This volume of essays focuses on how individuals living in the late tenth through fifteenth centuries engaged with the authorizing culture of the Anglo-Saxons. Drawing from a reservoir of undertreated early English documents and texts, each contributor shows how individual poets, ecclesiasts, legists, and institutions claimed Anglo-Saxon predecessors for rhetorical purposes in response to social, cultural, and linguistic change. Contributors trouble simple definitions of identity and period, exploring how medieval authors looked to earlier periods of history to define social identities and make claims for their present moment based on the political fiction of an imagined community of a single, distinct nation unified in identity by descent and religion.
Contributors are Cynthia Turner Camp, Irina Dumitrescu, Jay Paul Gates, Erin Michelle Goeres, Mary Kate Hurley, Maren Clegg Hyer, Nicole Marafioti, Brian O’Camb, Kathleen Smith, Carla María Thomas, Larissa Tracy, and Eric Weiskott.
Jay Paul Gates, Ph.D. (2007), is Associate Professor of Anglo-Saxon and Early Medieval Literature and Languages at John Jay College in the City University of New York. He co-edited, with Nicole Marafioti, Capital and Corporal Punishment in Anglo-Saxon England (2014). He has published on Anglo-Saxon law and literature, the effects of Anglo-Scandinavian cultural contact, and post-Conquest historiographical treatments of the Anglo-Saxon period. Brian O’Camb, Ph.D. (2009), is Associate Professor of English at Indiana University Northwest. He has published articles on the scribal, material, and intellectual contexts of the Exeter Book, and its later reception and editorial transmission by the eighteenth-century antiquarian George Hickes, in journals such as English Literary History, Philological Quarterly, and Review of English Studies.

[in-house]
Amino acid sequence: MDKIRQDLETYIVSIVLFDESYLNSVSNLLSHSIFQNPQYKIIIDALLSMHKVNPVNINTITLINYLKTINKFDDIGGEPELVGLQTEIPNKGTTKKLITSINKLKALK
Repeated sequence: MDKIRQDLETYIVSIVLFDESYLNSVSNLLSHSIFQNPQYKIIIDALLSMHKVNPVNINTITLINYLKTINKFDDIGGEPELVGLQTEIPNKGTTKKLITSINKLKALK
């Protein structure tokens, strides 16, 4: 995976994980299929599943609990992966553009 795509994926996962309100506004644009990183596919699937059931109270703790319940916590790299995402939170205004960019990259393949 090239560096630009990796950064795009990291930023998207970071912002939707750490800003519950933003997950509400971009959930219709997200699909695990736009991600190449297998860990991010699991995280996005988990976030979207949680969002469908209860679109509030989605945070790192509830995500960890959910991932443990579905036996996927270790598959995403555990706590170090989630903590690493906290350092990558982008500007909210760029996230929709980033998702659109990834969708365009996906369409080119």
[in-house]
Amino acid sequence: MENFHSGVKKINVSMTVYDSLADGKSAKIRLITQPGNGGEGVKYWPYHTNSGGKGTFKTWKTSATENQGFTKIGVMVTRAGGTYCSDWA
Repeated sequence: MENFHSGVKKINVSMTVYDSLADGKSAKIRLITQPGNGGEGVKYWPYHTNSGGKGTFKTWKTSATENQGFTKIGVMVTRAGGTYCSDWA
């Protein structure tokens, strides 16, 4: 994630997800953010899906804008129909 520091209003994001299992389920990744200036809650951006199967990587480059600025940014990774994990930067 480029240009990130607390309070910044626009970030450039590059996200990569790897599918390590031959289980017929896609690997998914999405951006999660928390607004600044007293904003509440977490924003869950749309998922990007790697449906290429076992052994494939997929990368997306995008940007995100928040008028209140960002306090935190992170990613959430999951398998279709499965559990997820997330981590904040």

"Jay Paul Gates and Brian T. O’Camb’s edited volume Remembering the Medieval Present is the eleventh in the Explorations in Medieval Culture series. In the interdisciplinary style characteristic of the series, it combines historical, philological, and manuscript approaches to political, religious, and literary sources in order to explore how the history of pre-Conquest England was engaged with, rewritten, and reinterpreted in the tenth to fifteenth centuries. At the centre of these essays sits an investigation into history, time, and community—collectively they explore how the past was used to create and navigate identity in the present. [...] The interdisciplinary approach of this collection is a great strength here. It contributes a comprehensive analysis into diverse usages of history, drawing out how different genres of sources in various ways worked to a similar goal of identity building. [...] Overall, Medieval Present provides a compelling variety of investigations into usages of the pre-Conquest past across genres and contexts; it is a sound addition to the research into appeals to history". - Lucy Moloney, in: Parergon, 38.1 (2021)